CHP as a Climate Solution
CHP as a Climate Solution

Combined Heat and Power and a Changing Climate: Reducing Emissions and Improving Resilience

Executive Summary

The global climate is changing, and many are working to reduce emissions and build up resiliency across sectors, including electricity generation, transportation, industry, and commercial and residential buildings. Combined heat and power (CHP) can help to confront climate change challenges on both fronts: as an electric and thermal energy generation resource with lower greenhouse gas (GHG) emissions than other generation options, and as a resilient asset that can keep the lights on during grid outages.

CHP can play a significant role in decarbonizing the electricity, buildings, and industrial sectors: in almost all regions of the U.S., CHP systems installed through 2035 and operating through 2050 are expected to cause a net reduction in carbon emissions over their system life. CHP systems require less fuel inputs for the same energy outputs, have a high capacity factor allowing them to displace high-emitting marginal grid resources, and can enable the addition of intermittent renewable resources to the grid by providing a consistent source of power. This net reduction does not include additional reductions that may be achieved by CHP units that use lower-carbon fuels.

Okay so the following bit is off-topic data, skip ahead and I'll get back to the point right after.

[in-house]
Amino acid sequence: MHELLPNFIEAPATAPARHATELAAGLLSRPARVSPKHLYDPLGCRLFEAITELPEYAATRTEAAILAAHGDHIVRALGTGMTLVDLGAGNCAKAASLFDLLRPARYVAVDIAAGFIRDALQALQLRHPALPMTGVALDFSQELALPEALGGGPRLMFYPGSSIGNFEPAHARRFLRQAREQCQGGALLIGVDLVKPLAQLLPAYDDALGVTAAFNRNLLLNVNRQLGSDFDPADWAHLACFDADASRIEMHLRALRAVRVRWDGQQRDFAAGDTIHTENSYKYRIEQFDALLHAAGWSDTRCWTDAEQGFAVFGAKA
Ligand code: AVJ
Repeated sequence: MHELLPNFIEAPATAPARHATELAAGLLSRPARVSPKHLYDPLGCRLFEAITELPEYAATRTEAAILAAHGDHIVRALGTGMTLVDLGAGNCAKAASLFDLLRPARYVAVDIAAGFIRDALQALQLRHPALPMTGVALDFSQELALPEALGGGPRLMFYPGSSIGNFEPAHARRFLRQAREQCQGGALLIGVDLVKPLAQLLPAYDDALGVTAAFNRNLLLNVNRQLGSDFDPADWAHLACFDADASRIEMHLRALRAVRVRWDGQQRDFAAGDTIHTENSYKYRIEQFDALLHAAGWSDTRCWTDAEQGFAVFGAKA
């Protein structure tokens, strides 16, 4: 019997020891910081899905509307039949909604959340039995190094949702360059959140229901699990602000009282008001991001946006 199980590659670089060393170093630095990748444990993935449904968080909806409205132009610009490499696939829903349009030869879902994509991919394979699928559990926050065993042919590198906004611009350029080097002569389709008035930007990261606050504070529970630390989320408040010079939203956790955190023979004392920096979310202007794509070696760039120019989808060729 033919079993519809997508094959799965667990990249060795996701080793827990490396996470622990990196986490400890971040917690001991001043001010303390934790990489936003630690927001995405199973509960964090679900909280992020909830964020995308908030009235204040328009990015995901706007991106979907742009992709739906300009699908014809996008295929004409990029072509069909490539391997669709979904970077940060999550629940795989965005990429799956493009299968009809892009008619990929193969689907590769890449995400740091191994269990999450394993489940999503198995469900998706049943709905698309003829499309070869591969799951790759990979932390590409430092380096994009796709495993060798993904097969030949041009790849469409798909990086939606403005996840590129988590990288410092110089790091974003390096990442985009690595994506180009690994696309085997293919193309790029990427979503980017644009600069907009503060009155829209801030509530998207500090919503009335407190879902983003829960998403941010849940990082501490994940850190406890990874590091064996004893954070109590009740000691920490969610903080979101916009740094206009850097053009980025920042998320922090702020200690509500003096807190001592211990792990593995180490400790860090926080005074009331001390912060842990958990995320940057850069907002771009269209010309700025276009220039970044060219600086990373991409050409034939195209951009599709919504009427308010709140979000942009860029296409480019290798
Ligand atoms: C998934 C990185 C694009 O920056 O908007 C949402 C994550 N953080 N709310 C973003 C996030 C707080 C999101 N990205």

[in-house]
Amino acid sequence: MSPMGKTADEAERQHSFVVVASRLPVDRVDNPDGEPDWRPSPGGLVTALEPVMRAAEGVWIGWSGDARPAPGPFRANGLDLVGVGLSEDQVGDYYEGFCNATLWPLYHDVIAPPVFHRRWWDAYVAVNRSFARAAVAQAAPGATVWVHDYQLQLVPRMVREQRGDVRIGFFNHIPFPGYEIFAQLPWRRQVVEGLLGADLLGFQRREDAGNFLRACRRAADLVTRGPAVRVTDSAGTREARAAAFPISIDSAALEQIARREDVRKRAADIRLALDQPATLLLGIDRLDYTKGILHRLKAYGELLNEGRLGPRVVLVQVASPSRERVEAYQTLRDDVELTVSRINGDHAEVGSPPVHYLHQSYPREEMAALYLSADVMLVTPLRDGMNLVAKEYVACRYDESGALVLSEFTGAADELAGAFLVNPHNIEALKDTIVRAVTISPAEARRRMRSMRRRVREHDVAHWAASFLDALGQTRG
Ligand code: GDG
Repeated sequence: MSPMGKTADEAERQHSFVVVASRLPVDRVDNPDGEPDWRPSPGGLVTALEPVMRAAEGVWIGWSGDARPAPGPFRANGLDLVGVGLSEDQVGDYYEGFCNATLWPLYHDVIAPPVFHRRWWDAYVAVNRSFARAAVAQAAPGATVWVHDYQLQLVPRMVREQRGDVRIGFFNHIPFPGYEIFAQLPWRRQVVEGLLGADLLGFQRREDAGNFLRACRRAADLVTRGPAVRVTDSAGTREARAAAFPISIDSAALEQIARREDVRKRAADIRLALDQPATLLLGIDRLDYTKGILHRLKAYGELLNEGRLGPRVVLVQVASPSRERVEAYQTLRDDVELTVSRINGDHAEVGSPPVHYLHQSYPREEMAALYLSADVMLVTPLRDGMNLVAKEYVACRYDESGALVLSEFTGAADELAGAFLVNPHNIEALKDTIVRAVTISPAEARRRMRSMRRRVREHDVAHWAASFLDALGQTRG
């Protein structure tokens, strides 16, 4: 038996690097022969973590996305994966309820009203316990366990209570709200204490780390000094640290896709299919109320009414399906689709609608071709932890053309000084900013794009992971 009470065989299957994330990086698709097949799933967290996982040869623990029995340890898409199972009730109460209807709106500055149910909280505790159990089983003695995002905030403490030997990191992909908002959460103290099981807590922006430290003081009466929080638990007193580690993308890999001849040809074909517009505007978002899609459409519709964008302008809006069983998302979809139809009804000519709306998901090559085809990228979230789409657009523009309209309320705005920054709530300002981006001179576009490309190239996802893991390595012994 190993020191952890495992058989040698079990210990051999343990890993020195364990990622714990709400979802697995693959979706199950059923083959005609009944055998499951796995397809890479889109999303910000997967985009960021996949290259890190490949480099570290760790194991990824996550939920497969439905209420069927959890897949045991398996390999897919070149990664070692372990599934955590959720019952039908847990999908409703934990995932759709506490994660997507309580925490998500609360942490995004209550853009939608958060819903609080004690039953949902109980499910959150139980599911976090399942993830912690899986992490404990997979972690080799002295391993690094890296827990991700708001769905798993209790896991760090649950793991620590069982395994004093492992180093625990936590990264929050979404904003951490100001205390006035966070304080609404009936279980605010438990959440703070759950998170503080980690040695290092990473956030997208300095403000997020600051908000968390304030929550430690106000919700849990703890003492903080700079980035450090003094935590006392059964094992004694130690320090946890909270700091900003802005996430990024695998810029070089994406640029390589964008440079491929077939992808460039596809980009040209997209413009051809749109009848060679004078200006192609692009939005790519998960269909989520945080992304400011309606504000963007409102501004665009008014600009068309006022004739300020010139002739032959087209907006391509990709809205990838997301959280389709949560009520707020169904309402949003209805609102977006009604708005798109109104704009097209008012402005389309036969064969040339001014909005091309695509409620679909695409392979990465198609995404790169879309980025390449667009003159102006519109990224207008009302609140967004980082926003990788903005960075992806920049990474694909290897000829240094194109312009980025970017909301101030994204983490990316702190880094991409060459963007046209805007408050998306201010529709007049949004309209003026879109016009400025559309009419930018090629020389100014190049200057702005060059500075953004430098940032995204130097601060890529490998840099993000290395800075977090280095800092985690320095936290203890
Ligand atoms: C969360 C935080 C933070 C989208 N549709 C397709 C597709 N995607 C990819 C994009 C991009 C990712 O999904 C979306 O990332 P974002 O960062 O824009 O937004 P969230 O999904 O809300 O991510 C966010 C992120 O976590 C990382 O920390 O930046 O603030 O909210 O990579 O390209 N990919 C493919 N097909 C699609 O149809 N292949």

Climate scientists say climate change will exacerbate extreme weather events, which are already disrupting the electric grid due to wildfire threats in California and hurricanes along the Gulf and Atlantic coastlines. As risks of grid disruption increase due to climate change, CHP can reliably deliver power and thermal energy locally for critical infrastructure, such as hospitals, military bases, and colleges and universities. CHP’s reliability benefits become even more important as the transportation and buildings sectors are electrified to reduce carbon emissions.

This paper examines these key benefits of CHP systems and how CHP is a climate change solution because it can both reduce emissions and be a resilient energy resource, reliably providing electric and thermal energy even during severe weather events. The next two pages highlight and summarize key insights found throughout the paper. 


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